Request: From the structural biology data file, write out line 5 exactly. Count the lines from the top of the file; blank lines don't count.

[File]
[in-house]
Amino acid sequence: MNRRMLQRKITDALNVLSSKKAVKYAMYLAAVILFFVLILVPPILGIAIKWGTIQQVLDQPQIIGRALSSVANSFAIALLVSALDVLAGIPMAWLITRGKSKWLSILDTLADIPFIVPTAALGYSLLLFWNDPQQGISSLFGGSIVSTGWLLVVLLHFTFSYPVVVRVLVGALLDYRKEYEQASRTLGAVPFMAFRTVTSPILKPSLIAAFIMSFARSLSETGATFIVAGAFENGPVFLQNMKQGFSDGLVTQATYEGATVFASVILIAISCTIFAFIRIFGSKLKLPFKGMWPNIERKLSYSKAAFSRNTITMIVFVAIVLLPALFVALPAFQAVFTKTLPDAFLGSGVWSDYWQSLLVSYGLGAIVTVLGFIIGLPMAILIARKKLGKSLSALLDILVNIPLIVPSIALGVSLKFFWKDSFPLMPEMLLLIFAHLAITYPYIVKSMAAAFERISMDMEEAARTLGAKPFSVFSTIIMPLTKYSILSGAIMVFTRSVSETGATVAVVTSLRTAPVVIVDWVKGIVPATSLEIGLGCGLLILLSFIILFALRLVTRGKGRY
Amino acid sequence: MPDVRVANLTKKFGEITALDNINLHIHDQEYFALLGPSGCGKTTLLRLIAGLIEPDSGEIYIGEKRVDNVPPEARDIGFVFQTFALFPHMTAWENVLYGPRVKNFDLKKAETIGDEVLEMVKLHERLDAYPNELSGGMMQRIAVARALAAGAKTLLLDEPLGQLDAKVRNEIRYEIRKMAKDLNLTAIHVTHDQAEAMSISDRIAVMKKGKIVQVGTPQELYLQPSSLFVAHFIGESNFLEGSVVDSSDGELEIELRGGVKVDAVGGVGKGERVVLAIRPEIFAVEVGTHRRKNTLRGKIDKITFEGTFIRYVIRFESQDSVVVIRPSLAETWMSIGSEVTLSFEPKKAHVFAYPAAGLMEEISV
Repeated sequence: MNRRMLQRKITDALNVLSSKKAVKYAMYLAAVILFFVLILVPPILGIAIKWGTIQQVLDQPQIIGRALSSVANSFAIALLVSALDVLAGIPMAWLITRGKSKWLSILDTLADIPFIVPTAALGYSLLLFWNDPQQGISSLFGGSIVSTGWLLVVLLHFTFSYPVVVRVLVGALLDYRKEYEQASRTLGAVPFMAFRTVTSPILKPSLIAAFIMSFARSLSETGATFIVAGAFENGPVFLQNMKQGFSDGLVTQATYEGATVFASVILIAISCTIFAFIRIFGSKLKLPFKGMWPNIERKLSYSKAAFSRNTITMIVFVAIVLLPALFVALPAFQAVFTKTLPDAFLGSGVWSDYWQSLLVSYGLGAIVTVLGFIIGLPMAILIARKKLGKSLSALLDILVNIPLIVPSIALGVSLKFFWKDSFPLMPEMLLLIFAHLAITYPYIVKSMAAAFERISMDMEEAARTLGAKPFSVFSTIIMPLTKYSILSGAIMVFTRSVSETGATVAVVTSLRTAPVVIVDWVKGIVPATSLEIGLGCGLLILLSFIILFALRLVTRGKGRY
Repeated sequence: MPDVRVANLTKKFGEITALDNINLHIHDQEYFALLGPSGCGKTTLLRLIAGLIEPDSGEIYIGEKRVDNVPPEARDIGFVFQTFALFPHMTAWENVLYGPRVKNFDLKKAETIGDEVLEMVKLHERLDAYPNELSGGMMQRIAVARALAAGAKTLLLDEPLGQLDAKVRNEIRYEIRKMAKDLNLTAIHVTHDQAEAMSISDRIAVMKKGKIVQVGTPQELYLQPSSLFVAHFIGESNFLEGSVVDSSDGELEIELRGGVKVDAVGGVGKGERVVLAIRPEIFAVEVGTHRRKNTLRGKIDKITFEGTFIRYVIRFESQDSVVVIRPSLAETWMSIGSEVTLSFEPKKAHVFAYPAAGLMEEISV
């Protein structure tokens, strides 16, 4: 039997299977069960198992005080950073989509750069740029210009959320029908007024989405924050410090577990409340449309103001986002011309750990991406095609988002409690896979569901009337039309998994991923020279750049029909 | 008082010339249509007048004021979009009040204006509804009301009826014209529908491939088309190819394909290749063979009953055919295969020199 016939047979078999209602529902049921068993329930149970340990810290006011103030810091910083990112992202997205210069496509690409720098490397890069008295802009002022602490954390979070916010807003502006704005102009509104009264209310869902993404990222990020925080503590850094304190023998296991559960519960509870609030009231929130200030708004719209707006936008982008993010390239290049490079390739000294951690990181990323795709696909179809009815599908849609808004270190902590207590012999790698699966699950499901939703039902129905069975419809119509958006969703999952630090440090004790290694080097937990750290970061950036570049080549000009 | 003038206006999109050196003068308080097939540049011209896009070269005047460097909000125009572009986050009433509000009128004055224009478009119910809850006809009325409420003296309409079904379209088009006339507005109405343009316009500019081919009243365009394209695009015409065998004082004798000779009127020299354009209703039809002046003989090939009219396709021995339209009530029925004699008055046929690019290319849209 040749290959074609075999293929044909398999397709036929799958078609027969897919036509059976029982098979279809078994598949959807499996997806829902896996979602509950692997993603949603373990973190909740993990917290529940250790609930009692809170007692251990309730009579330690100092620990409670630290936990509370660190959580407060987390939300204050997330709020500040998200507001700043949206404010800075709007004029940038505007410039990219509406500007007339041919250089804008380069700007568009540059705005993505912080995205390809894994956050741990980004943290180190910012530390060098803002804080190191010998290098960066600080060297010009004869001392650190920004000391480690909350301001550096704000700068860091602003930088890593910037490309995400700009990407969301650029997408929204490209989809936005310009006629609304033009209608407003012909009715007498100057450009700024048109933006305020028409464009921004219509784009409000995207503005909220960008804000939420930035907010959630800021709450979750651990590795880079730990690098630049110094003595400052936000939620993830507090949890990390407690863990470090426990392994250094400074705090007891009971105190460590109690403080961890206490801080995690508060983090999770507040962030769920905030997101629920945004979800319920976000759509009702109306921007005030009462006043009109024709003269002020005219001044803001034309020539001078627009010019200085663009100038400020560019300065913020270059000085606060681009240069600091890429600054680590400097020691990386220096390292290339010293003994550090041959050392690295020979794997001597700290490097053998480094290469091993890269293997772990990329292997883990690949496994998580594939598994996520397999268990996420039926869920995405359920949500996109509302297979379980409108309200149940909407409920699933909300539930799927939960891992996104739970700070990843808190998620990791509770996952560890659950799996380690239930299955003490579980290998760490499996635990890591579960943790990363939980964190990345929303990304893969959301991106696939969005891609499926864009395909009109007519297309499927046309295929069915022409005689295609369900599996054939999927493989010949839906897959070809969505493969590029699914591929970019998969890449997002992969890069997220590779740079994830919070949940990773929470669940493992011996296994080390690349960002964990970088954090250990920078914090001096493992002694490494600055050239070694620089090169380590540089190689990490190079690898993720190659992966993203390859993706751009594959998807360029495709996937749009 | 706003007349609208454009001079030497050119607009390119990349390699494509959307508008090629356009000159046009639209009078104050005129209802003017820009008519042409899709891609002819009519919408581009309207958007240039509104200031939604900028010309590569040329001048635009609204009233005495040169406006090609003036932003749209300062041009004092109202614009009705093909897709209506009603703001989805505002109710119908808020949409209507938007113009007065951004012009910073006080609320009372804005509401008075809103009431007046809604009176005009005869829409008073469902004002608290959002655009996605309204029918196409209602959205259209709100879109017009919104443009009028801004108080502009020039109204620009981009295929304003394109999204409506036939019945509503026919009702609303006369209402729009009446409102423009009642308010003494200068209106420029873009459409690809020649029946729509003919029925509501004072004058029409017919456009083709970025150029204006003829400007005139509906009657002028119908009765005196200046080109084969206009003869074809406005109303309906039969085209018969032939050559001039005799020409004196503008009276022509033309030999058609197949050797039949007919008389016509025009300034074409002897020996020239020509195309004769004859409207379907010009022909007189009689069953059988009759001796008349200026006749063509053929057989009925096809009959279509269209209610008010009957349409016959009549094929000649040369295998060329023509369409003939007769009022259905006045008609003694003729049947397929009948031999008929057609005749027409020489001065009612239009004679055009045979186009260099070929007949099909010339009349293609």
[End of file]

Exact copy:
Repeated sequence: MPDVRVANLTKKFGEITALDNINLHIHDQEYFALLGPSGCGKTTLLRLIAGLIEPDSGEIYIGEKRVDNVPPEARDIGFVFQTFALFPHMTAWENVLYGPRVKNFDLKKAETIGDEVLEMVKLHERLDAYPNELSGGMMQRIAVARALAAGAKTLLLDEPLGQLDAKVRNEIRYEIRKMAKDLNLTAIHVTHDQAEAMSISDRIAVMKKGKIVQVGTPQELYLQPSSLFVAHFIGESNFLEGSVVDSSDGELEIELRGGVKVDAVGGVGKGERVVLAIRPEIFAVEVGTHRRKNTLRGKIDKITFEGTFIRYVIRFESQDSVVVIRPSLAETWMSIGSEVTLSFEPKKAHVFAYPAAGLMEEISV